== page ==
Written by Christopher Nye,
18th December 2017

Public, private or international? That’s the question you’re going to have to answer when deciding where to send your children to school in Greece.

I know it was probably quite a long time ago now – I know it was for me – but you remember how nerve-wracking it was to start at a new school. So imagine how you’re kids are going to feel when you make the move to Greece and they have to start afresh in a completely new environment. To ensure this is as smooth a transition as possible, during what should also be one of the most exciting times in all your lives, you should research the schooling options in your new homeland carefully.

The academic year in Greece follows a similar pattern to the one back in Britain

It’s best to involve them in the whole process. After all, you’re not the one who will have to meet this head on – which is probably a good thing, given all the technology in the classroom these days. What’s wrong with a good old blackboard and abacus anyway?

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Greek education system

Administered by the Ministry of National Education and Religious Affairs, the Greek education system requires all children aged between six and 15 to attend school. The system is divided into primary education (six years), junior high school (three years), senior high school (three years).

Having attended the primary level, children can opt to attend a more practically focused Vocational Training Institute (IEK). During their final year of senior high school students take the Pan-Hellenic National Exams which determine their eligibility for tertiary studies.

The academic year in Greece follows a similar pattern to the one back in Britain, starting in early September but ending slightly earlier in mid-June.


International schools are a popular choice for expats in Greece, but will you be able to find one near you?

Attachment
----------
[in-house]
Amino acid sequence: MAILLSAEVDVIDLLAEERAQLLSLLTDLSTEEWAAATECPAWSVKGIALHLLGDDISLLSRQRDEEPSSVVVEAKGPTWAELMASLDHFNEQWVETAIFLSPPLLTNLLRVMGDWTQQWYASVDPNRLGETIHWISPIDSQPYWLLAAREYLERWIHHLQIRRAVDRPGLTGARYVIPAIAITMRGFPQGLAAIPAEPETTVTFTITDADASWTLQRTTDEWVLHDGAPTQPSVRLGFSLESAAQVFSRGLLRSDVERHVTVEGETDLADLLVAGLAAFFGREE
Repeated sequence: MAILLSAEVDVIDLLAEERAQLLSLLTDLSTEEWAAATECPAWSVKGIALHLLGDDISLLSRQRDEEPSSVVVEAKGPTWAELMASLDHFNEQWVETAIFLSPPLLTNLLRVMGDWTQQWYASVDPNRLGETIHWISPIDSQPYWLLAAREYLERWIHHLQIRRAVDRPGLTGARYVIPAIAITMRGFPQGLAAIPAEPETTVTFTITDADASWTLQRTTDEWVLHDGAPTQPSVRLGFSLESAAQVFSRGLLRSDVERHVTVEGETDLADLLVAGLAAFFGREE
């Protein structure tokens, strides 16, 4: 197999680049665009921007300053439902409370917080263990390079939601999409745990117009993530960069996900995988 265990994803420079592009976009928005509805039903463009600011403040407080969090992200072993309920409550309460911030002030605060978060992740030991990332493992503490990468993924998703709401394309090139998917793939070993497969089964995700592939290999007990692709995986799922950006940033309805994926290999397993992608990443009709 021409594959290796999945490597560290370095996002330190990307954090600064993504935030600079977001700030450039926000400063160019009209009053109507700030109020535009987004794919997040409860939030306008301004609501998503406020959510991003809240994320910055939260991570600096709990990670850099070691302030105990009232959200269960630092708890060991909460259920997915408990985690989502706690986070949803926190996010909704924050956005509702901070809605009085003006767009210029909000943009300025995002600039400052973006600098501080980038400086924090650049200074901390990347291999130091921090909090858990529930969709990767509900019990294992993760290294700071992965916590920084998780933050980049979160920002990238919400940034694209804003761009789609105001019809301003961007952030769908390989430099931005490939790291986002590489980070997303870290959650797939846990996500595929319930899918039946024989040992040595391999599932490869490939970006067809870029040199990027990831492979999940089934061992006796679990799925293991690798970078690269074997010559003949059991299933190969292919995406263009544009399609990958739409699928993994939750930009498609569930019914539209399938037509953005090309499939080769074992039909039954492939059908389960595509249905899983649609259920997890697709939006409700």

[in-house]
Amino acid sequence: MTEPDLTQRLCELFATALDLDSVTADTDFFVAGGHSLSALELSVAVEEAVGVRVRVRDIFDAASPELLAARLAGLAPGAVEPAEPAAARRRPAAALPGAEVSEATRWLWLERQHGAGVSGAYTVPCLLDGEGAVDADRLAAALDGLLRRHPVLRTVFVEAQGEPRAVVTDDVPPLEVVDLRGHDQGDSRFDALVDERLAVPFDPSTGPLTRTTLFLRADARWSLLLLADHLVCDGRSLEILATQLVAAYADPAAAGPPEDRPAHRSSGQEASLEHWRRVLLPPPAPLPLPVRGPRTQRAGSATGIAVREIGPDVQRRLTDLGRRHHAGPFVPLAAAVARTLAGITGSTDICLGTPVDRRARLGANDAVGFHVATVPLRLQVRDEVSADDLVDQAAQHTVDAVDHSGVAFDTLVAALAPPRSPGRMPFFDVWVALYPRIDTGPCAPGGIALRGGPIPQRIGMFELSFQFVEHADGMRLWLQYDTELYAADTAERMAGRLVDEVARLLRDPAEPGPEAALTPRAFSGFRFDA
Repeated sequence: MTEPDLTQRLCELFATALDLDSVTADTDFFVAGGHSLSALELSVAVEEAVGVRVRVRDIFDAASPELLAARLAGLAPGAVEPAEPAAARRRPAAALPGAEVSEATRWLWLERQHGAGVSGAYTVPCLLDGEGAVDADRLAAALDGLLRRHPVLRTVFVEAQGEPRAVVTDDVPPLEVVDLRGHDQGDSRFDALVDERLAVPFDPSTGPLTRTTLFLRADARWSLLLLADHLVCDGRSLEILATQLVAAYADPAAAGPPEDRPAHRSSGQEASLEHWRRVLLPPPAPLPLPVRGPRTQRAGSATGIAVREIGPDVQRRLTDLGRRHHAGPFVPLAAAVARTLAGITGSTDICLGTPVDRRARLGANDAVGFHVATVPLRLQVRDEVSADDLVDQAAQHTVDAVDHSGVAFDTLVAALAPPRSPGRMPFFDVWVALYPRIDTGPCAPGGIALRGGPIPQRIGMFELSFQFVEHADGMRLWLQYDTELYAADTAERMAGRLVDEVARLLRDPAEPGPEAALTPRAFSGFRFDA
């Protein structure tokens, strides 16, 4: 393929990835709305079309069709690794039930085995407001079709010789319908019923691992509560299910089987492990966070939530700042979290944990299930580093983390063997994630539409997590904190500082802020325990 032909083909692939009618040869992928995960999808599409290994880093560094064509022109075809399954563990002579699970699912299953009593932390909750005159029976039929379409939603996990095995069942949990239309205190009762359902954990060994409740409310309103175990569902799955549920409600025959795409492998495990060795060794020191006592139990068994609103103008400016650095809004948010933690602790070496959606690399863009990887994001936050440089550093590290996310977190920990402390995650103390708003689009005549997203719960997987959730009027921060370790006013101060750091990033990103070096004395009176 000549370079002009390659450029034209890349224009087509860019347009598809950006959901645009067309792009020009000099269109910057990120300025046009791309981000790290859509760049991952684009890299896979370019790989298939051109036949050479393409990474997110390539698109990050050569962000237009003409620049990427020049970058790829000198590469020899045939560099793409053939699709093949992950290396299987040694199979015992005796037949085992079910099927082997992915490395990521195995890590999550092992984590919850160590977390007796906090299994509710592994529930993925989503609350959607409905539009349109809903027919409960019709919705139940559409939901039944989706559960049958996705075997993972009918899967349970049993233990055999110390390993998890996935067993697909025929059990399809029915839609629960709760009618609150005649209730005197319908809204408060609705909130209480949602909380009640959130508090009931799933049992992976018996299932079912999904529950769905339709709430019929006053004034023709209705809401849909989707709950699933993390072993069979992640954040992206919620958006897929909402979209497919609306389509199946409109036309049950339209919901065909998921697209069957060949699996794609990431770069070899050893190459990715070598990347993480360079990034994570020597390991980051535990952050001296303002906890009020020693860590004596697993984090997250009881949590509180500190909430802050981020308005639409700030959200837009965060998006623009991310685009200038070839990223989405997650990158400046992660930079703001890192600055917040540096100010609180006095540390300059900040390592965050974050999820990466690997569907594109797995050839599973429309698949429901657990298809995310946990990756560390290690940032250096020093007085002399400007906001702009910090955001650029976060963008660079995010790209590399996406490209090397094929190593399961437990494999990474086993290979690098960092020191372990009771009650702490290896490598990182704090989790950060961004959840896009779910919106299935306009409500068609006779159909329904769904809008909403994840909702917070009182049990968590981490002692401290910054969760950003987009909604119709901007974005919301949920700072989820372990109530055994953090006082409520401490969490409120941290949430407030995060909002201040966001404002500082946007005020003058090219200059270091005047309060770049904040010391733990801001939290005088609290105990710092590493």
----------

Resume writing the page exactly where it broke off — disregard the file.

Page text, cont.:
State schools

The Ministry of National Education and Religious Affairs oversees the funding that public (as in state) schools in Greece receive, the curriculum they teach and the staff they appoint.

Austerity measures imposed as part of the EU bailout programme have had an impact on the Greek public education system. Most notably, many qualified teachers have left the profession. Even with all its problems, the state system is probably the best way for children to integrate into Greek society and learn the language, while not having to pay tuition fees. More pertinent is whether it will give them the best education.

Be prepared to fork out for a private tutor for your children if they attend a state school – as many locals do – to improve their chances of passing the Pan-Hellenic National Exams. The rather inflexible system relies on a rote memory – a memorisation technique based on repetition – style of teaching, which doesn’t suit every student.

Private schools

More children attend private school in Greece – around 7% – than in most other countries in Europe, following the general perception that the private system is far superior to its public counterpart. They account for approximately 7% of schools in the country. Annual tuition fees can range from around €1,500 to anything up to €13,000 depending on the school and its location. While private schools enjoy greater autonomy, the Ministry of National Education and Religious Affairs still has involvement in their operation.

Because they follow the state curriculum, lessons are typically taught in Greek, making them a good option if you want your child to receive an integrative schooling experience that’s of a high standard. Another thing you can guarantee is the provision of top-notch facilities.

More children attend private school in Greece – around 7% – than in most other countries in Europe

International schools

This is often the ideal option for expat children in Greece, because they are surrounded by fellow English speakers, making the settling in process a lot easier. What’s more class sizes are likely to be smaller, and they will be taught the English national curriculum, smoothing any transition back home in the future.

The only issue you may have is finding an international school in your local area. Most are situated in Athens, Thessaloniki and Larissa. Aside from Crete you may struggle to find a Greek island that’s home to one.


Home-schooling in Greece is illegal. Under Greek law children must attend one of the schooling options detailed above.

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